My intent with these short essays has been to trace parallel female figures to the two Johns depicted in the Introduction course – Mary Theotokos parallels John the Baptist, Mary of Bethany parallels John the Beloved. In the course of those explorations, we discover that the parallels aren’t direct – both Mary images deepen as well as mirror the John images. These are people after all, not mere symbols; they are themselves.
So let’s take one more step by looking at yet another Mary – the Apostle to the Apostles, the Disciple beyond compare, The Magdalene.
The image for this blog is an icon by Robert Lentz depicting a traditional story about her.
One tradition concerning Mary Magdalene says that following the death and resurrection of Jesus, she used her position to gain an invitation to a banquet given by the Roman Emperor Tiberius. When she met him, she held a plain egg in her hand and exclaimed, “Christ is risen!” The Emperor laughed, and said that Christ rising from the dead was as likely as the egg in her hand turning red while she held it. Before he finished speaking, the egg in her hand turned a bright red and she continued proclaiming the Gospel to the entire imperial house.
What I love about this story is that it vividly depicts Mary’s personal power. She isn’t a timid follower of Jesus, she is a significant woman of renown who stands up to emperors to speak the truth. In the canonical gospels, she communicates the news of the Resurrection to the apostles, but in gnostic scriptures like The Gospel of Mary, she goes much further.
[…] Mary stood up, greeted them all, and said to her brethren, Do not weep and do not grieve nor be irresolute, for His grace will be entirely with you and will protect you. But rather, let us praise His greatness, for He has prepared us and made us into Men.
When Mary said this, she turned their hearts to the Good, and they began to discuss the words of the Savior.
Peter said to Mary, Sister we know that the Savior loved you more than the rest of woman. Tell us the words of the Savior which you remember which you know, but we do not, nor have we heard them.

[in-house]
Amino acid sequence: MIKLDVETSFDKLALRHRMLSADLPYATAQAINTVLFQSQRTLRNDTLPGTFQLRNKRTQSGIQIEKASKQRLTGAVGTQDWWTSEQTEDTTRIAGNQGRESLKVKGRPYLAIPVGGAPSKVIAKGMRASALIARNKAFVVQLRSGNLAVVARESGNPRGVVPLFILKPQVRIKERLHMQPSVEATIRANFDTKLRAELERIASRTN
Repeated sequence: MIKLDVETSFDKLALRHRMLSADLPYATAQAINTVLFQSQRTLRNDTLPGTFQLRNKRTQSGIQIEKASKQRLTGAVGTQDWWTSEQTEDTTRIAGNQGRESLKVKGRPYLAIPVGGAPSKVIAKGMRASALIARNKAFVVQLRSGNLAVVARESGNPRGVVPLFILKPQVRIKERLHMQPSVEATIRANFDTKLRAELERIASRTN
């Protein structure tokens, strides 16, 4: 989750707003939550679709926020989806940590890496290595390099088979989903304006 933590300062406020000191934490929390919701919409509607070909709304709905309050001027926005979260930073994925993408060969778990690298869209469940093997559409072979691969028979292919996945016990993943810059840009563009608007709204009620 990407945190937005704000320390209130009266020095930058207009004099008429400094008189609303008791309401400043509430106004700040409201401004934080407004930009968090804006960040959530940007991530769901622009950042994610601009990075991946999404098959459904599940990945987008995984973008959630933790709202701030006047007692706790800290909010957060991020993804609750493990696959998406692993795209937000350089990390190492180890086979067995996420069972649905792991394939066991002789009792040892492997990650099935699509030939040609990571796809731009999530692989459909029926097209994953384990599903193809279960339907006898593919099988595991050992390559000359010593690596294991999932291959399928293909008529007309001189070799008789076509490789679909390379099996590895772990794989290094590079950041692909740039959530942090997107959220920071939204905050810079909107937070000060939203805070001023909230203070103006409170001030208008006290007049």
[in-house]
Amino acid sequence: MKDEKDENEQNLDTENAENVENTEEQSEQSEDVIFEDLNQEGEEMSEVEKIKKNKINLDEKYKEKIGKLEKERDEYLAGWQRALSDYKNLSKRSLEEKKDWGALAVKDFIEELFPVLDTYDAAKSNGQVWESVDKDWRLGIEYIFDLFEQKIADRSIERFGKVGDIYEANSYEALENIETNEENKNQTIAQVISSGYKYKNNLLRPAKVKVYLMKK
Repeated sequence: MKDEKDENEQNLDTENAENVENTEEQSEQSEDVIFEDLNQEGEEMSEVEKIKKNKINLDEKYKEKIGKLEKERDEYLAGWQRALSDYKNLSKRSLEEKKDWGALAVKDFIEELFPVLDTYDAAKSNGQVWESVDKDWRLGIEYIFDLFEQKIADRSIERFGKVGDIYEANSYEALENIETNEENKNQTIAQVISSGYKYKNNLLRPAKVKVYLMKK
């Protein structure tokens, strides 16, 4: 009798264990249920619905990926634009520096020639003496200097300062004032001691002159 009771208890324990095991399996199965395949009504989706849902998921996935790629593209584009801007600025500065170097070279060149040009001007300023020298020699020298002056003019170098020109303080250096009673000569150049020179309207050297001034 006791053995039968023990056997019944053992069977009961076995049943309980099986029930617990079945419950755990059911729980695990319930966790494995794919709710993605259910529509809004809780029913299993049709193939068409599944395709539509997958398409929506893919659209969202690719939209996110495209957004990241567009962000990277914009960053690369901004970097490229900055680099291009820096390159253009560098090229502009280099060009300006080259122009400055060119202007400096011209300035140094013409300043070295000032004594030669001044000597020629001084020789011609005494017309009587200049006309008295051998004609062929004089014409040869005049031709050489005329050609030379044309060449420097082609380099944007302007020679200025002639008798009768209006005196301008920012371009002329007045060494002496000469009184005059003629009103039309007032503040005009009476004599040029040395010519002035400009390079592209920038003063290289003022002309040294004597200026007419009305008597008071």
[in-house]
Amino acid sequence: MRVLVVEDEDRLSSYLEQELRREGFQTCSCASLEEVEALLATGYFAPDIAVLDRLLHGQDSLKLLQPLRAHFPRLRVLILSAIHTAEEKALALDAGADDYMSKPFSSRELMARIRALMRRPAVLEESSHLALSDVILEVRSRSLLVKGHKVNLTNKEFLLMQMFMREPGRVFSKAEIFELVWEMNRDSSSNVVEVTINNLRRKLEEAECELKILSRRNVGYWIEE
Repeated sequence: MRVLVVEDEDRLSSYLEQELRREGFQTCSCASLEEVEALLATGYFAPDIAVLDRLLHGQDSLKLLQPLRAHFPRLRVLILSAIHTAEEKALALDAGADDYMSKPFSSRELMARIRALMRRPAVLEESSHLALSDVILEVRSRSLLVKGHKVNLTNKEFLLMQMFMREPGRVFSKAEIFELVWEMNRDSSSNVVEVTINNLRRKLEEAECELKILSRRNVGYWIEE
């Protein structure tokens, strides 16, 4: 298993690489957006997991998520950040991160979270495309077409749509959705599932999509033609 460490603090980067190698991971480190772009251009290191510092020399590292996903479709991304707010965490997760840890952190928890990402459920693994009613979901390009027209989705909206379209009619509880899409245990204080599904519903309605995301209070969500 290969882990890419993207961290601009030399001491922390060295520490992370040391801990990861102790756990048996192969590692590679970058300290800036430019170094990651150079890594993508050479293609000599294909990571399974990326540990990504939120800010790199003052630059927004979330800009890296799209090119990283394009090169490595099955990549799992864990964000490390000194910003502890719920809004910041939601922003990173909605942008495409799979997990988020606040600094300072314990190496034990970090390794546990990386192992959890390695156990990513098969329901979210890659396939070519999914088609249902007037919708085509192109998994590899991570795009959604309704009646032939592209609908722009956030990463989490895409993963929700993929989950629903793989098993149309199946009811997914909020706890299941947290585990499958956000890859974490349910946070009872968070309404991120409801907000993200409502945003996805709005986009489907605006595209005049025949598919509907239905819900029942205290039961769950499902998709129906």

Mary answered and said, What is hidden from you I will proclaim to you.
– Gospel of Mary Magdalene 5:2-7
… and she does, laying out a complex doctrine of human freedom attained by defeating the hold of the ruling powers over the human soul. Peter – never the sharpest chisel in the toolbox – doesn’t follow.
Mary depicts a human being entering the fullness of spiritual insight, the Word flowing through her as she teaches. She isn’t merely one who has learned, she is one who Knows.
What’s Johannite for me about this image isn’t her forthrightness or her certainty, it’s her transformation.
The Magdalene earlier in the gospels is a much milder, more humble figure. Prior to the crucifixion, she is one among the followers of Jesus – but as the story advances beyond the death of Jesus, she emerges as this striking, powerful figure. Just as we see with the later stories around St John, Mary is depicted undergoing a profound transformation from follower to teacher.
This transformation also depicts a crucial aspect of the Johannite understanding of Jesus as not merely teacher, but as an exemplar – his life depicting a path which others… which we… might follow. This is crucially different to the Jesus most of us grew up with who is a singular figure worthy of devotion and worship, but not someone we might hope to emulate.
For us, Mary Magdalene (and John the Beloved later in life) depicts full human spiritual maturity, which is not simply to echo Christ, it is to be Christ – to fully realise throughout your being the total unity between the Logos and human nature.